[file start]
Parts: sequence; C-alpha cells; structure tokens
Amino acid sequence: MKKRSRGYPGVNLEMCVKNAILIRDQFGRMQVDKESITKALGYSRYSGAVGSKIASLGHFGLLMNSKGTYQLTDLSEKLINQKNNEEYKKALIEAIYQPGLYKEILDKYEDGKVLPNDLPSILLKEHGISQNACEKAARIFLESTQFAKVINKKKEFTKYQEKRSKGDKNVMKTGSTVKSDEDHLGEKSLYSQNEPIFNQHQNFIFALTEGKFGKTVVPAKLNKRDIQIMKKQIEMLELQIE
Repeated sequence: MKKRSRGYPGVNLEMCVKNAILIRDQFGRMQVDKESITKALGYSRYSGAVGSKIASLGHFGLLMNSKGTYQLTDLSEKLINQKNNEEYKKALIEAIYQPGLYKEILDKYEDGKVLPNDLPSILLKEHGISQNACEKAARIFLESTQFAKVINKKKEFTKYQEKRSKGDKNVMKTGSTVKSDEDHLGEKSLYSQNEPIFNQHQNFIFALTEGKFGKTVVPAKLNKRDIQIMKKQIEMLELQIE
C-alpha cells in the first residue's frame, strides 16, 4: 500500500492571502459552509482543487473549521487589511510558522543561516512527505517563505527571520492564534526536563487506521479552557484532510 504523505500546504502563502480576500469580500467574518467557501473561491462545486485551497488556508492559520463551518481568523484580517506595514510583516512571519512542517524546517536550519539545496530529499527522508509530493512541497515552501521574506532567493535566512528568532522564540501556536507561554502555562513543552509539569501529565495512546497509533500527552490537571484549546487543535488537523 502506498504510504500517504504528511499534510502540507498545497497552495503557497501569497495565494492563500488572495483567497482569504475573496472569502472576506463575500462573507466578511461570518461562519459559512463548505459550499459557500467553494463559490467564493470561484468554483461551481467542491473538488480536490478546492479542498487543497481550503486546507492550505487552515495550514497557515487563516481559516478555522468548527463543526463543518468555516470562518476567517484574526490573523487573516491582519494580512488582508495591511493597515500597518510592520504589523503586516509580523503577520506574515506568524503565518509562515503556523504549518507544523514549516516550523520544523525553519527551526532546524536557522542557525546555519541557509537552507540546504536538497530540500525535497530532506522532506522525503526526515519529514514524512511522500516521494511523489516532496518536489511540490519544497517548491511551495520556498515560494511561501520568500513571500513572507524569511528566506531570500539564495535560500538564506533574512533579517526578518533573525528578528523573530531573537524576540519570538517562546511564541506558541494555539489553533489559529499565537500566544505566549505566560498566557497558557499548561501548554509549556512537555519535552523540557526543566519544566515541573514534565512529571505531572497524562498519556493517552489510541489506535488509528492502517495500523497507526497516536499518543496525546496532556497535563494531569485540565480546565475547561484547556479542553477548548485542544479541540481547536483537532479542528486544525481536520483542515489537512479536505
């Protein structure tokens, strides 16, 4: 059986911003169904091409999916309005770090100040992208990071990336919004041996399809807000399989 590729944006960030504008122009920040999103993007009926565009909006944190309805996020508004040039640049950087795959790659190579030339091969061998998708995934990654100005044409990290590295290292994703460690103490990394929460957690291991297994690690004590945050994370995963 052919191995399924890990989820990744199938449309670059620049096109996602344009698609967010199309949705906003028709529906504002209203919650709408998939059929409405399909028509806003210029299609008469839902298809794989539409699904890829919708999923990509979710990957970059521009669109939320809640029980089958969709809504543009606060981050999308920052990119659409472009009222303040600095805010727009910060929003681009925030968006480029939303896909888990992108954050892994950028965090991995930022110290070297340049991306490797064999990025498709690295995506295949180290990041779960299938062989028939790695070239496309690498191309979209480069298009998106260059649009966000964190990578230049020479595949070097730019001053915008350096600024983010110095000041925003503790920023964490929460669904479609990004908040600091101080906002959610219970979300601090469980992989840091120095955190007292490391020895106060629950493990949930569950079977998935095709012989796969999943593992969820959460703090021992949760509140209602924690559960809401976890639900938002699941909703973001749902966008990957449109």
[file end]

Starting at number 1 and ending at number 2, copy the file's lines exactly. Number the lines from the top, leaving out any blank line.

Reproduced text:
Parts: sequence; C-alpha cells; structure tokens
Amino acid sequence: MKKRSRGYPGVNLEMCVKNAILIRDQFGRMQVDKESITKALGYSRYSGAVGSKIASLGHFGLLMNSKGTYQLTDLSEKLINQKNNEEYKKALIEAIYQPGLYKEILDKYEDGKVLPNDLPSILLKEHGISQNACEKAARIFLESTQFAKVINKKKEFTKYQEKRSKGDKNVMKTGSTVKSDEDHLGEKSLYSQNEPIFNQHQNFIFALTEGKFGKTVVPAKLNKRDIQIMKKQIEMLELQIE